…but in the meantime costs had risen so far that a revised budget came to $1 million. 'The above-the-lines were the same as before,' says Lovell. 'Ken was paid only $45,000 to write and direct: I shared a $40,000 producer's fee with the executive producer. It was crew costs that went up.' Danny Collins offered to help Lovell raise the money, and became executive producer, but it was an unhappy relationship. Just before production began, it looked as though a last-minute hitch in funding would delay the shoot by two weeks. Suffering from nervous exhaustion, Lovell was hospitalised and sedated for forty-eight hours - it was rumoured that the amount of money that went missing was some $200,000.
During the first week of shooting there were anxious moments because an investor, secured by Bankers Trust, who had agreed to put up the entire budget, had not signed the contract. Lovell discovered that the investor was a client of Filmco, and was told by Filmco's John Fitzpatrick that the only way the money would be forthcoming would be if Filmco became executive producers (and charged accordingly) and were given a hold on Lovell's next project.
Already the sharks prevalent in the 10BA years were active, but it took considerable courage for Lovell's next step:
She declined, and, thanks to Bankers Trust, was able to get enough money to keep the production afloat; eventually, she took out a personal overdraft and borrowed money from friends to keep the movie going.'It was a nightmare,' she says. 'And I worried so much about the money, I couldn't always give Ken the support he needed.'
For a profile of producer Pat Lovell, see the ASO site here.
In the DVD 'making of' director Ken Cameron says that there were at least three people that, if they'd been cast in the role of Nora, would have meant that they could have raised the money quickly - it started as a cheap film - but he felt that all of them weren't right for the role.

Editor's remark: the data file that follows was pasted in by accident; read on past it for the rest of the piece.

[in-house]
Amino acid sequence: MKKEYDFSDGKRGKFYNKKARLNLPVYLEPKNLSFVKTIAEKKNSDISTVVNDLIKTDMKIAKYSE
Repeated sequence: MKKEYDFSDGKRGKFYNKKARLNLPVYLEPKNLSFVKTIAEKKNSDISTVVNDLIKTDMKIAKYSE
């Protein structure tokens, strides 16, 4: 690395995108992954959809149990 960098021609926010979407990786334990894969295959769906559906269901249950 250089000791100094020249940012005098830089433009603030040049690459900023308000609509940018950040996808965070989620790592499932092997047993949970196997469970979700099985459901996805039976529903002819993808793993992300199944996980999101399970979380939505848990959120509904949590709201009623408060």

Lovell agreed with Cameron, but suddenly it looked as if they might not be able to make the picture. All in the creative team had seen Noni Hazlehurst quite early, Cameron says in the DVD interview, and thought she was quite magnificent, but no one knew who she was.
He spent three or four months approaching other names, even screen testing them, while all along thinking that Hazlehurst was right for it. "It was an awful exercise and there was one period when I just thought it was all too much and it just wouldn't be made and I was about to abandon it".
According to David Stratton in The Avocado Plantation, Cameron had first encountered Hazlehurst by interviewing her for the supporting role of Angela in the film (the pop singer in the band), and was impressed by her warmth and vitality.
Pat Lovell recalls walking into a casting session, after being told by Alison Barrett that she thought she might have found a Nora, to discover Hazlehurst wearing the brown and white spotted dress she would later wear in the film, thinking her absolutely right and also doing an excellent reading.
It turned out that Noni Hazlehurst couldn't swim, in a film that begins with a swimming sequence, though it did later make for some fun publicity for the film in a splash in the Australian Women's Weekly, where Hazlehurst confessed her failing to the female demographic. Cameron claims she also couldn't ride a bike and had to learn quickly.
Cameron wanted Doc Neeson of The Angels to play the role of Javo - Lovell recalls him as being 'quite gorgeous' and charming and 'part of a bohemian set'.
Stratton quotes Cameron as recalling that he'd bypassed Friels at first:
"He came in for an interview wearing a beard, and I didn't know who he was".
In the meantime, Neeson said yes, and Lovell remembers they did a 35mm screen test of Neeson - as she notes, a rare event in Australian auditions because of cost - and determining that Neeson was able to act "and I'll never forget getting a ring in the production office two weeks before we were to start filming and Doc had to pull out because The Angels were given this great tour with lots of money and of course we were offering so little money at that stage".